Urban Fantasy Review: ‘Vicious Grace’ by M L N Hanover

September 24, 2014 Review 0

This is the third of the ‘Black Sun’s Daughter’ series of urban fantasies, written under a pseudonym by Daniel Abraham. The first, ‘Unclean Spirits’, was a bit spotty, overfull of angst, shopping sprees and housecleaning, not to mention a certain amount of breathless sex. The second, ‘Darker Angels’, was a lot better in all respects, and this one picks up even more. The plot revolves around Jayné and sidekicks Ex, Chogyi Jake and Aubrey (yes, yes, the names are terrible, and what makes it worse is that the minor characters have perfectly normal names). Jayné has inherited a vast array of property from her nice uncle Eric, acquired during his career messing around with supernatural nasties, in particular ‘riders’, demons which inhabit human bodies. Jayné and pals have to continue his efforts, while not really knowing what he was up to.

The author expertly reprises the key events of the previous books, so even though it’s a while since I read book 2, and I usually have trouble remembering even something I read last week, I was never floundering in the slightest. That’s a skill that few authors can boast. This book involves a summons from Aubrey’s ex-wife Kim, and since he’s now Jayné’s boyfriend, a certain amount of romantic angsting ensues. There are some revelations about uncle Eric, too, who turns out to have been less than nice. Not at all nice, in fact.

For anyone who is put off by characters agonising over relationships and the distressing consequences of using magic to achieve your nefarious ends, this may not be the book for you. Personally, I found this aspect of the story compelling and emotionally charged, bringing some much-needed depth to the characters and their histories. Jayné has to face up to her situation and make some difficult decisions, and she grows up visibly during the course of the story. She’s come a long way from the shopaholic girl of book 1.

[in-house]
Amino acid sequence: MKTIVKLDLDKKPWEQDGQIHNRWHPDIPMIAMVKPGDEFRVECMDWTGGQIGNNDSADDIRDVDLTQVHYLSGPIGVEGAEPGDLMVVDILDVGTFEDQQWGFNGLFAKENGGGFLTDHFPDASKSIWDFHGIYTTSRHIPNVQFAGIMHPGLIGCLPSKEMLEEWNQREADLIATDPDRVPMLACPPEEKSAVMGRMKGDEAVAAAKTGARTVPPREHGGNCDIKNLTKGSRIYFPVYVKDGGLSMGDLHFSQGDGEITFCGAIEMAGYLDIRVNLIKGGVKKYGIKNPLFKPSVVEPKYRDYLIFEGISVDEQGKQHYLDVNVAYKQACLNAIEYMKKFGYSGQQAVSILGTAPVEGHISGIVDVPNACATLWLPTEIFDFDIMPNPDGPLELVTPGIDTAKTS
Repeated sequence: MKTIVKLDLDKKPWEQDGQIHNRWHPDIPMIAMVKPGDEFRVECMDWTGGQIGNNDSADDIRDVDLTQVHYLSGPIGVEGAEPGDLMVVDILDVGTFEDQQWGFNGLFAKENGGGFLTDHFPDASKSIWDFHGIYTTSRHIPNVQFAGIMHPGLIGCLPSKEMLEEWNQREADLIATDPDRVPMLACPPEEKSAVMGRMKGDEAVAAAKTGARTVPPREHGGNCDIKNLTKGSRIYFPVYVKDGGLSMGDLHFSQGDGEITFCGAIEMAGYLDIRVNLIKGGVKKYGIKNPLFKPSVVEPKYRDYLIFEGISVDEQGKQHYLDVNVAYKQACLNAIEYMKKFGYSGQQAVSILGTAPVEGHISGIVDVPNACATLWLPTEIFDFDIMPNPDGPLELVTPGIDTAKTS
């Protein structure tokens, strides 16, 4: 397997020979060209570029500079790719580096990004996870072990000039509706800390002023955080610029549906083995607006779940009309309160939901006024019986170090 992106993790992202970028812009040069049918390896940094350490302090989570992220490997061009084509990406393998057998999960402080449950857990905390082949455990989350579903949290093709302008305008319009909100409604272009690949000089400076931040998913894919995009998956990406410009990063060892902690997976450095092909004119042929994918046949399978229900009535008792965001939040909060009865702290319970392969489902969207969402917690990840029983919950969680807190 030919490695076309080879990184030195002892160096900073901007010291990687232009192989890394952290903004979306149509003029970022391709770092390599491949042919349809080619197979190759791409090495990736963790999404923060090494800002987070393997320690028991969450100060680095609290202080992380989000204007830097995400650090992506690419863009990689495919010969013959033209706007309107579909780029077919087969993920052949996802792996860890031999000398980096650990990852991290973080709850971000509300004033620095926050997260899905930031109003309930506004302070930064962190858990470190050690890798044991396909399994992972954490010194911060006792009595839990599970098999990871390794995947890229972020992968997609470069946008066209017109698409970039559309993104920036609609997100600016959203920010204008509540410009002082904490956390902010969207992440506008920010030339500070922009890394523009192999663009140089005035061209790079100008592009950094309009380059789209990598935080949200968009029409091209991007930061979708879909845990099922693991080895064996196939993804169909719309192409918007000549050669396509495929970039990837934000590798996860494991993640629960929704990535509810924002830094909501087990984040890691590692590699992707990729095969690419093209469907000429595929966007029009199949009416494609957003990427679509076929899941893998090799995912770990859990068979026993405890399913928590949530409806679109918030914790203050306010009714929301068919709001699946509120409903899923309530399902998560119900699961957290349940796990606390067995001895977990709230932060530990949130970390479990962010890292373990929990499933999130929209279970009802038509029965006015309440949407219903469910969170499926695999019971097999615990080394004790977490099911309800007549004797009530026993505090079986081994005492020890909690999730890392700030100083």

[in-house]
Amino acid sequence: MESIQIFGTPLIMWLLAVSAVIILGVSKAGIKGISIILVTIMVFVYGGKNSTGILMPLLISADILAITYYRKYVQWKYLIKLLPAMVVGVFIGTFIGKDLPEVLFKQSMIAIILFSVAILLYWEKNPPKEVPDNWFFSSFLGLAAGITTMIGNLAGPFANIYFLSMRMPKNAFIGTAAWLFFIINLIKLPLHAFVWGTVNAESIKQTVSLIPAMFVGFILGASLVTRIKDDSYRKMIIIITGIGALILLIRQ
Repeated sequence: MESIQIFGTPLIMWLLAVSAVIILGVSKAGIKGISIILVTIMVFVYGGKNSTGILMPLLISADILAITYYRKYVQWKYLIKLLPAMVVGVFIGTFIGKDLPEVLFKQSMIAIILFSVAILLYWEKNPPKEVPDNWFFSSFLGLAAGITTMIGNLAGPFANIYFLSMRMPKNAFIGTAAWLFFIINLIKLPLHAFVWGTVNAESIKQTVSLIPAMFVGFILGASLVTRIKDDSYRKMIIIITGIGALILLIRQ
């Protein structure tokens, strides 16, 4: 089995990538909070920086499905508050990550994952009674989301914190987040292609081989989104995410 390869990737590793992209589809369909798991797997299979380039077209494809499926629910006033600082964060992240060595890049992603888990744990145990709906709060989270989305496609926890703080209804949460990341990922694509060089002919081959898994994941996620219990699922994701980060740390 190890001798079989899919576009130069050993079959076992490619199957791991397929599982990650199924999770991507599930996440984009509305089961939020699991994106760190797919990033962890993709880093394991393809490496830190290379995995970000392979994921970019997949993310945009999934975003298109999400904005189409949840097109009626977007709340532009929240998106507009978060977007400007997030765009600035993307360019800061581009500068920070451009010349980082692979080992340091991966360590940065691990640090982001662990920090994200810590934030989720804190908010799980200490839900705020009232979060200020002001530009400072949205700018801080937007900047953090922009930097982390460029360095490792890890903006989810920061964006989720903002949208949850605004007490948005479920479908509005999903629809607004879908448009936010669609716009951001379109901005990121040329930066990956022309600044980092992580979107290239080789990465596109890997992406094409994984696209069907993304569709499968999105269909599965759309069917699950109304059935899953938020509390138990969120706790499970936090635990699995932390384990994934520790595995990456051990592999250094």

The action part of the story is a corker, too. Without giving too much away, it revolves around a vast hospital complex that conceals a dark secret in its basement, which causes some very disturbing things to happen. There’s a part where the hospital begins to change its very nature to counteract the evil within it which is trying to escape. The result is pure horror, very surreal and unearthly.

And then the ending is very dark. Anyone looking for a light, fluffy read should steer well away from this series. For anyone prepared to ponder the nature of friendship and love and sacrifice, willing or otherwise, this book is deeply rewarding. At the end, Jayné makes a decision which raises a whole otherworld of moral issues. It’s complex, very complex, and I salute the author for not shying away from the questions and not making things easy for Jayné.

This is the best yet in this series, with a compelling surface plot, some unexpected backstory, and hints about the meaning of the series title at last. The final line wasn’t too hard to predict, but it’s still an effective hook into the next book in the series. A very good four stars.